Perry County man pleads guilty in wife’s homicide — (The Sentinal)

SSRI Ed note: Man on antidepressants shoots his wife 7- 8 times, leaves body on their property, is imprisoned, attempts suicide.

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The Sentinal /

By Jason Scott, February 4, 2011

“When I lost my daughter Sherie, I lost everything,” an emotional Alma Deardorf said of her only child in Perry County Court Friday afternoon.

Nearly 16 months after Sherie Deardorf-Buck’s body was found riddled with gunshot wounds on her Perry County property, her family and friends watched as the man who killed her – her husband, Edward G. Buck – pleaded guilty to third-degree murder, aggravated assault (instead of voluntary manslaughter) and possession of a firearm by a person prohibited from doing so.

The firearms charge stemmed from Buck’s 1980 conviction on robbery charges in Northumberland County.

In her statement, Alma Deardorf said she “lost the true meaning of life” after her daughter was murdered.

“She was always first,” she said, sitting just a few feet away from her Buck. “Everything I did was for Sherie.”

Deardorf said she has been going to prayer groups every Wednesday for comfort. She also continues to work to keep her mind occupied, she said.

“Otherwise, I know I would just fall apart,” she said.

She said her daughter used to stop by to visit her every Monday and she talked about those daily conversations, which always ended with: “I love you, Sherie. I love you, mom.”

“I’m still waiting for that call,” Deardorf said.

The murder charge carries a penalty of 20 to 40 years in prison, while the other two counts carry prison time of 5 to 10 years each. The sentences will run consecutively, according to the plea deal worked out between Perry County District Attorney Charles Chenot and defense attorney Spero Lappas.

Chenot said Friday that his office was in ongoing negotiations with Lappas regarding the plea deal. Alma Deardorf was involved in those discussions and said she wanted Buck to be in prison for as long as she will be alive, he noted.

“It was a question of numbers on prison time,” Chenot said, as the guilty plea negated the possibility of the death penalty.

The DA said the aggravated assault charge, rather than a manslaughter charge, added about five more years to the sentence. The prosecution wanted at least 30 years of prison time in the plea deal, he indicated.

“This sentence is very difficult for me,” Deardorf told the judge. “I want Ed to suffer as my daughter did.”

She also said “he took my life” and “he ruined my life” in her prepared remarks about Buck during the sentencing.Deardorf said she cannot forgive Buck for what he has done.

“He took my love for life, which was Sherie,” she said.


Deardorf-Buck was 47 at the time of her death. Authorities said her mother, to whom she talked every day at lunch time, became worried and contacted police on Oct. 2, 2009, after she had not heard from her daughter.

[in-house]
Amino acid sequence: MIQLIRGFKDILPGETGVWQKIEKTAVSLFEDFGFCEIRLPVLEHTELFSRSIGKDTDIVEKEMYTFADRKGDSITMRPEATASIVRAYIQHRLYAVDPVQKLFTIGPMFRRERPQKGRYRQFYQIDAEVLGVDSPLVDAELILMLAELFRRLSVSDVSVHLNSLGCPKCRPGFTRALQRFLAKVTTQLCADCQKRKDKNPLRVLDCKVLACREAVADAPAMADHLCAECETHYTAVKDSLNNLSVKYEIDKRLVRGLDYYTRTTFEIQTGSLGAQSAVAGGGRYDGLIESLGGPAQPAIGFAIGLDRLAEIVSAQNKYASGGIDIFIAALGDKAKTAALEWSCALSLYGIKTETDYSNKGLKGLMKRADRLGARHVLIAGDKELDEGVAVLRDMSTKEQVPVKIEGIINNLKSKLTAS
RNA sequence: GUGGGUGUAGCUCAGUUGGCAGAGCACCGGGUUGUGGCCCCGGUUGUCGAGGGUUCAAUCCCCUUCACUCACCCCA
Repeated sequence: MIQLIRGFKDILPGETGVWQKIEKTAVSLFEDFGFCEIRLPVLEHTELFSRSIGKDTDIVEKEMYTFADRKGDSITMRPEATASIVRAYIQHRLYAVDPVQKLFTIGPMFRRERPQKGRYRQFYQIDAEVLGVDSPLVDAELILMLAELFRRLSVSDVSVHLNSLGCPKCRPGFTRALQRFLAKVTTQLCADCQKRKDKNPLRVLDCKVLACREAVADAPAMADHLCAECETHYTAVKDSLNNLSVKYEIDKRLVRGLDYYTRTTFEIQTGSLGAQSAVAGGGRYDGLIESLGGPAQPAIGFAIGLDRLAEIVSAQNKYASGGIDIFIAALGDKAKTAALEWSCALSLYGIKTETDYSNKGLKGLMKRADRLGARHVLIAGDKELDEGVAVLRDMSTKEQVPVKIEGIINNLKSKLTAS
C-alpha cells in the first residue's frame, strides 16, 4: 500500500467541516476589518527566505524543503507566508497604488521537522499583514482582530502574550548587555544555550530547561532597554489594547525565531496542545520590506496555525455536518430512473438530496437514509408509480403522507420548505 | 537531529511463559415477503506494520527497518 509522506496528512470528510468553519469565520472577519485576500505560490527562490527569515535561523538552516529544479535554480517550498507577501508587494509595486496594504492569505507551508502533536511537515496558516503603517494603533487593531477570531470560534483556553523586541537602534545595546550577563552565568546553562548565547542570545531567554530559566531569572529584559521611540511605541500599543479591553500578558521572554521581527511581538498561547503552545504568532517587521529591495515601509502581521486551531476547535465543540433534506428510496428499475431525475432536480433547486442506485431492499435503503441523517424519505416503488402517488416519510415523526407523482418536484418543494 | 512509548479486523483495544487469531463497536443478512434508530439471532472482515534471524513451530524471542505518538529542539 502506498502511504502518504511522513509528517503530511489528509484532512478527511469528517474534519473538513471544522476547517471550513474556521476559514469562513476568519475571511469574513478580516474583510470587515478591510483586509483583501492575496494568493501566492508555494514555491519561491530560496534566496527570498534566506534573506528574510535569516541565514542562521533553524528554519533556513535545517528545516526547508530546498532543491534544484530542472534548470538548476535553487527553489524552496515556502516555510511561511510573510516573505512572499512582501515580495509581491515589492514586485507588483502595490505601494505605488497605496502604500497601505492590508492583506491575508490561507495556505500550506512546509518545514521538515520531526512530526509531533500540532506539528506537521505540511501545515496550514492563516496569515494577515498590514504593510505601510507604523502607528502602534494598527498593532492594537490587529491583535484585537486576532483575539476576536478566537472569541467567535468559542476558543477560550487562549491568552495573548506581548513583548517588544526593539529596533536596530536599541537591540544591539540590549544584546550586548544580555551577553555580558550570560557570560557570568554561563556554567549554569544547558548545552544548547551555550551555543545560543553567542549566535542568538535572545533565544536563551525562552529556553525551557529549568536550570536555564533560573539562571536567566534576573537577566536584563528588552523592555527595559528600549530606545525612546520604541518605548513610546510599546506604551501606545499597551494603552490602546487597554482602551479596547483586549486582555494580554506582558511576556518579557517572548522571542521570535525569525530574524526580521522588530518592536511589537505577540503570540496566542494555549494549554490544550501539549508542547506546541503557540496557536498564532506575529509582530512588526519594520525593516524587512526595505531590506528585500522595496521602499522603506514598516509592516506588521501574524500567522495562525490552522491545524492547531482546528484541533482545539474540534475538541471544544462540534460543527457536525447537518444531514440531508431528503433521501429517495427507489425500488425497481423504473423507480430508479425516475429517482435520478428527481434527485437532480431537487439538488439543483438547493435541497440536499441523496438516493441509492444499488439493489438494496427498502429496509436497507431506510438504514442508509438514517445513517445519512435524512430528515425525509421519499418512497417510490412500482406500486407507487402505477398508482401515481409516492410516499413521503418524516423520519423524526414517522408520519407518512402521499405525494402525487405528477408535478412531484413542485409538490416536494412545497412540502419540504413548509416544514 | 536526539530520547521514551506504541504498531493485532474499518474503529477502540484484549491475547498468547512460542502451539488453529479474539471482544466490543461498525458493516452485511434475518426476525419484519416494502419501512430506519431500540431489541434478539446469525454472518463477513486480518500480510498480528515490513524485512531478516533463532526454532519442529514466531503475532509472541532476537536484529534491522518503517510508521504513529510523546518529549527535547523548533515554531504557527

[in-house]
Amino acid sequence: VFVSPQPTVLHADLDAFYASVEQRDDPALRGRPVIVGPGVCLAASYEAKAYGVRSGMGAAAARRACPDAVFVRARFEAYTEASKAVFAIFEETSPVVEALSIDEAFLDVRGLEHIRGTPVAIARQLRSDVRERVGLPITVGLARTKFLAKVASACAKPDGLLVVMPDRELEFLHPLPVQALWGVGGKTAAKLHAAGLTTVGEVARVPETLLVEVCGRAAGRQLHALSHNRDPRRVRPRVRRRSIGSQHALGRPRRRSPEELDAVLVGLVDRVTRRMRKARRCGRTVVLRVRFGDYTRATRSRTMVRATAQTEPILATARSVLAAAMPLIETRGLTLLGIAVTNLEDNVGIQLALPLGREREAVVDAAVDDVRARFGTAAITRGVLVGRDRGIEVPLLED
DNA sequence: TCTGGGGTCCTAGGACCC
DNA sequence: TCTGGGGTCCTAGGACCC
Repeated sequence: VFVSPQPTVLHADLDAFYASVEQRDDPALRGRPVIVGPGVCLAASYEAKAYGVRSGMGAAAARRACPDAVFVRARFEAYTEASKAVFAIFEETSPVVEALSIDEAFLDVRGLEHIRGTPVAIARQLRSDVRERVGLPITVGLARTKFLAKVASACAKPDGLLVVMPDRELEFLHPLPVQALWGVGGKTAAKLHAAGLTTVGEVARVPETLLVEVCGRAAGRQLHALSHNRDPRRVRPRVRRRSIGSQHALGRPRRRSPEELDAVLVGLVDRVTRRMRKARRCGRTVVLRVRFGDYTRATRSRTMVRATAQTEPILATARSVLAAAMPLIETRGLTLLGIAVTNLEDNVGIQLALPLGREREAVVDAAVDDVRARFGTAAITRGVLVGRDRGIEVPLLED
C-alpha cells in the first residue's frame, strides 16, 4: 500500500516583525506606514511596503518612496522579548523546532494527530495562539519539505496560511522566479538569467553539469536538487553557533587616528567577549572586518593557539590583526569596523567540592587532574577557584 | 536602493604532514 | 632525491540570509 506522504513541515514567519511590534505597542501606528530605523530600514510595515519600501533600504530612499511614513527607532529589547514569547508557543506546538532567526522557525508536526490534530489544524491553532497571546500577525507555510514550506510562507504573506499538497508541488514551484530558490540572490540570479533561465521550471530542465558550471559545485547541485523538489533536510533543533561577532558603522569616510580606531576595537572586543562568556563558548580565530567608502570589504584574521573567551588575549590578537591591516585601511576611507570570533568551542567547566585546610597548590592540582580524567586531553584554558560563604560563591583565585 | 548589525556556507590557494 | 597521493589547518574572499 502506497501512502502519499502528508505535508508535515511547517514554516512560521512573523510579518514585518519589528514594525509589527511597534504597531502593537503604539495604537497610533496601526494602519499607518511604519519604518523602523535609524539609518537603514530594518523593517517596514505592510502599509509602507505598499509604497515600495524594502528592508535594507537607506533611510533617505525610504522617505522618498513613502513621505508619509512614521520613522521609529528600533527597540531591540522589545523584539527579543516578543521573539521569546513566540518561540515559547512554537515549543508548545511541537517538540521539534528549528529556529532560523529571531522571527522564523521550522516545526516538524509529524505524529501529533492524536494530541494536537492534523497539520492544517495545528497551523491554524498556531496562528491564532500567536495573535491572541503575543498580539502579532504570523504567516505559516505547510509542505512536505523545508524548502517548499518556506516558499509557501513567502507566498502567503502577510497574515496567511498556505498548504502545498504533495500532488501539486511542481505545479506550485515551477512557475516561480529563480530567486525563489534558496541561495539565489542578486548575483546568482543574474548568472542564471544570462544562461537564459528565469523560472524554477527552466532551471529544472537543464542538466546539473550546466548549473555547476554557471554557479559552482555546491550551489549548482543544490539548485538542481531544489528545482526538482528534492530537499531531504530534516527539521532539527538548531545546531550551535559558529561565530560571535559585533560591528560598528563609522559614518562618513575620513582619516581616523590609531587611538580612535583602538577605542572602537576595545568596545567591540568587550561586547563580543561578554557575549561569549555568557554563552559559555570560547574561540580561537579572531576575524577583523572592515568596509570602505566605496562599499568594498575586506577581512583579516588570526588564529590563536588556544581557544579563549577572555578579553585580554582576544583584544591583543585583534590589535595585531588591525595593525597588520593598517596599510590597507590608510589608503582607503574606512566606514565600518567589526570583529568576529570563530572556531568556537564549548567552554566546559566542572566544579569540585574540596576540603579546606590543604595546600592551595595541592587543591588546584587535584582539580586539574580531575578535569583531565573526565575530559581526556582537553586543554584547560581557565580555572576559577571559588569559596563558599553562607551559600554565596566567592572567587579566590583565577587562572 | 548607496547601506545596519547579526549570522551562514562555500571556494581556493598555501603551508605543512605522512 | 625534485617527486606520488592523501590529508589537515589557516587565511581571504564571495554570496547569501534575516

Chenot said she disappeared on or about Sept. 30, 2009.

Deardorf-Buck’s body was found Oct. 7, 2009, under some brush on the couple’s property in the 1900 block of Honeysuckle Hollow Road in Saville Township with seven or eight gunshot wounds.

In Perry County Prison just after the discovery, Buck essentially admitted to the crime in a handwritten message found in his shirt pocket after he fell from the second floor of a cell block.

“I am very sorry,” said the apparent suicide note, which was addressed to Alma Deardorf. “I have killed the only person I have ever loved and who has loved me unconditionally. I cannot and will not live without Sherie.”

By the time Deardorf received the note, it said, he would already have done “what needs to be done.” The note asked Deardorf for forgiveness and for a home for the couple’s two beloved Rottweilers.

Death penalty

Chenot said pursuing the death penalty was never off the table in this case.

According to court documents, he filed a “Notice of Aggravating Circumstances” on Dec. 4, 2009, which is a required step to pursue a death penalty conviction.

As for a motive, Chenot has pointed to circumstances police mentioned in filing the charges: Buck’s having lost his job and, according to a friend of his wife’s, having marriage difficulties and facing the prospect of a divorce and his wife leaving him.

After the proceeding, when Buck was escorted out of the courtroom for transport to the State Correctional Institution (SCI) at Camp Hill for processing, Deardorf said he was punished “justly.”

“Her death has left a void that can never be filled,” she said. “Today is a time to remember Sherie.”

Friends of Deardorf and her daughter also read statements – the bulk of those comments about the “extremely close” relationship between mother and daughter, as well as Deardorf-Buck’s love for her dogs.

Wearing orange prison garb and shackles, Buck got emotional as the statements were read aloud. He wiped his eyes several times, but offered no comments to the family or friends once given the opportunity.

Aside from “yes” and “no” responses, the only thing he said to the judge was that he takes prescribed medication for depression. Both Buck and his attorney indicated that the medication does not hinder his decision making and that he understood all terms of the deal.

“This is something you’re going to live with for the rest of your life,” Morrow said.

She also said to Deardorf that her daughter will never be forgotten. A quilt in the courthouse bears the names of county residents killed in criminal acts